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Helmet Cam Captures Parachute Crash, Skydiver Now Suing Over ‘Worn’ Gear

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Gerardo Flores' camera captured images of the emergency response to his skydive crash landing. (CBS)

Gerardo Flores’ camera captured images of the emergency response to his skydive crash landing. (CBS)

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MONTEREY COUNTY (KPIX 5) – A terrifying near-death experience caught on video has prompted a Bay Area man to file suit against a Monterey County skydiving company.

Gerardo Flores claims that the parachute he rented from Skydive Monterey was in such bad shape that it opened prematurely. Flores was taking his 30th birthday jump when the chute opened at 13,000 feet, sending him into a tailspin.

“It just opened up,” recalled Flores. “You never open above 6,000 feet.”

He provided video of  the 2012 “jump that could have killed him” for a KPIX 5 report last year.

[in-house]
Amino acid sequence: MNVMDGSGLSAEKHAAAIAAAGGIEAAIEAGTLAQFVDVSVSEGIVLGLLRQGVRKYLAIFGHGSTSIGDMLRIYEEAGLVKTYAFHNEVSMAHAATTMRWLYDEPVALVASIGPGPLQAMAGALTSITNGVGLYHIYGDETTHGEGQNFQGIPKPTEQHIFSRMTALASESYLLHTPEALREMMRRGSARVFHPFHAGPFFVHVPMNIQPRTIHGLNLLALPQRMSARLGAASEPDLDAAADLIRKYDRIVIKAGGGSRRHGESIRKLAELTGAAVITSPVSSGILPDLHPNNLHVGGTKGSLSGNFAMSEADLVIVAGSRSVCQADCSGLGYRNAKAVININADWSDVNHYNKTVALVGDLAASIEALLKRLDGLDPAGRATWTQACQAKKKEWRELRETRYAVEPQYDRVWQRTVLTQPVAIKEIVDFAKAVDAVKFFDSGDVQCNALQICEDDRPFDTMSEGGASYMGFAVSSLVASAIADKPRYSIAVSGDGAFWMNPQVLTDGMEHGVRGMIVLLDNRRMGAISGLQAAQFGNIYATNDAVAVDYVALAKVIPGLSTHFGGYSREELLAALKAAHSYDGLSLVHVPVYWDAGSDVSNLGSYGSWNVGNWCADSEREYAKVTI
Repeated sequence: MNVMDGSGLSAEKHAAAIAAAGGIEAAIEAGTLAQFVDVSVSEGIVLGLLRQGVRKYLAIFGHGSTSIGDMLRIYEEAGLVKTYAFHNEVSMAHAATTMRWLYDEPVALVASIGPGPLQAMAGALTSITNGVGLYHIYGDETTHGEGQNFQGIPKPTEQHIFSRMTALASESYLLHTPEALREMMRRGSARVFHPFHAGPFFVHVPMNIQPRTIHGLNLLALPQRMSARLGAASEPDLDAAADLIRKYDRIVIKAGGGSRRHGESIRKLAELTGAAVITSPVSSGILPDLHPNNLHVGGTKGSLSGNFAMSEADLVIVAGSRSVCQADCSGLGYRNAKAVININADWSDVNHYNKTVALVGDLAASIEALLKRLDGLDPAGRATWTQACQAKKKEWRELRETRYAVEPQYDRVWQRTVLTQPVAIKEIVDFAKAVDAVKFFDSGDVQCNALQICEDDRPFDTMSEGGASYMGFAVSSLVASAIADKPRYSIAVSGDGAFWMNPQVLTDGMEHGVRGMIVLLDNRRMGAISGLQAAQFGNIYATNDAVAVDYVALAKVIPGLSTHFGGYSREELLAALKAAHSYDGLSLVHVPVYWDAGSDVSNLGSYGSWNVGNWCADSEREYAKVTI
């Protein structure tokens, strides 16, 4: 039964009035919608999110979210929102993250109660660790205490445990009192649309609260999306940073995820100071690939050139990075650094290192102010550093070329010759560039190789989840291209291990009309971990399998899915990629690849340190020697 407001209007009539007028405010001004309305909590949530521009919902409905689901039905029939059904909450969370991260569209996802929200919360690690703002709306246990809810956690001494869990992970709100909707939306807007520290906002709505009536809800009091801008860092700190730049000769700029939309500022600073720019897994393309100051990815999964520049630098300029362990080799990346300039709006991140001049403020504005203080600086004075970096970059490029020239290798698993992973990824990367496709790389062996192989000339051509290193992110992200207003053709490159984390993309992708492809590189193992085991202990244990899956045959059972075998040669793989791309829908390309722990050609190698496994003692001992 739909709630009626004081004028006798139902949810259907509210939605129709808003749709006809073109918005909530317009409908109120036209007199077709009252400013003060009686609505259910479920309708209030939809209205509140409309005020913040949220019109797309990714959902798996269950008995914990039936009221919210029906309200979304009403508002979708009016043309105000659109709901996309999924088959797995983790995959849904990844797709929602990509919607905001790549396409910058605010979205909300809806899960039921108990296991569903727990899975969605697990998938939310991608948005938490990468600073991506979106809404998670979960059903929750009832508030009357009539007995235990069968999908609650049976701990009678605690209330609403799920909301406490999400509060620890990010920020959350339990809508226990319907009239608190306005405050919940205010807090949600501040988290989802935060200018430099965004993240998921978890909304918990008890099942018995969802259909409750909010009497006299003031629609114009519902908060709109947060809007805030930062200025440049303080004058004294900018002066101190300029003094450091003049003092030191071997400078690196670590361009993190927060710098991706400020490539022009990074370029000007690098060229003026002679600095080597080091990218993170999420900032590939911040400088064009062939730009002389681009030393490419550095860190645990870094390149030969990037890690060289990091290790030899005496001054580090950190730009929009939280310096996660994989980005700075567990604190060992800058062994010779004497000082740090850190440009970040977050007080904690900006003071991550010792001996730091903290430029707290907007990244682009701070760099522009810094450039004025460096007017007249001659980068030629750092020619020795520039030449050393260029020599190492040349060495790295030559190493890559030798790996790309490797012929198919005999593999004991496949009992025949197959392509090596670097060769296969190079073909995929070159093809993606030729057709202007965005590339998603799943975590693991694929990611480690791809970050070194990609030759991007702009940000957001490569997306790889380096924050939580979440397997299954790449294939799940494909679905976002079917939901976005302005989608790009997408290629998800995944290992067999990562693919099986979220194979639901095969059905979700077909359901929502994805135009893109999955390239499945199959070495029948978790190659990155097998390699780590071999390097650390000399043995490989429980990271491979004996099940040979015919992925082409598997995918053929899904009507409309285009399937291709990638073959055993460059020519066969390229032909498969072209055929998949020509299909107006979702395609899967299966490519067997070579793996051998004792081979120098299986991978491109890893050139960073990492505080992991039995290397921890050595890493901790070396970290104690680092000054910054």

After he hit the ground at what he said was 35-40 miles-per-hour, the video shows paramedics working on his unconscious body after the jump school called 911. He suffered head injuries and fractured ribs, requiring a medical airlift to the hospital. He would not regain consciousness for two weeks.

Skydivers are typically asked to sign waivers before skydiving, but this case focuses specifically on the equipment and whether the company did or should have known it was faulty.

An FAA report on his accident stated that some of his rented gear was worn “beyond serviceable limits.”

Gear is normally checked by an FAA-certified rigger, who can be an employee of the company.

“I put my trust and life on the line trusting the school,” said Flores, who had trained for two years with the company, “never again.”

Minutes after our 2013 story aired, irate emails started pouring in from fellow skydivers, all blaming Flores, specifically because he jumped with a camera. On Flores’ YouTube site, where he posts all his jumps, the comments were vicious:

“Enjoy your injuries you s*head, you deserve them,” said one. “I am very disappointed that you are still alive,” said another. And “You were rewarded with pain, stay out of my sky,” said a third.

Skydive Monterey turned down a KPIX 5 request for an interview, but sent out a release saying his gear was in proper working order, and that the incident was caused by improper use by the jumper.

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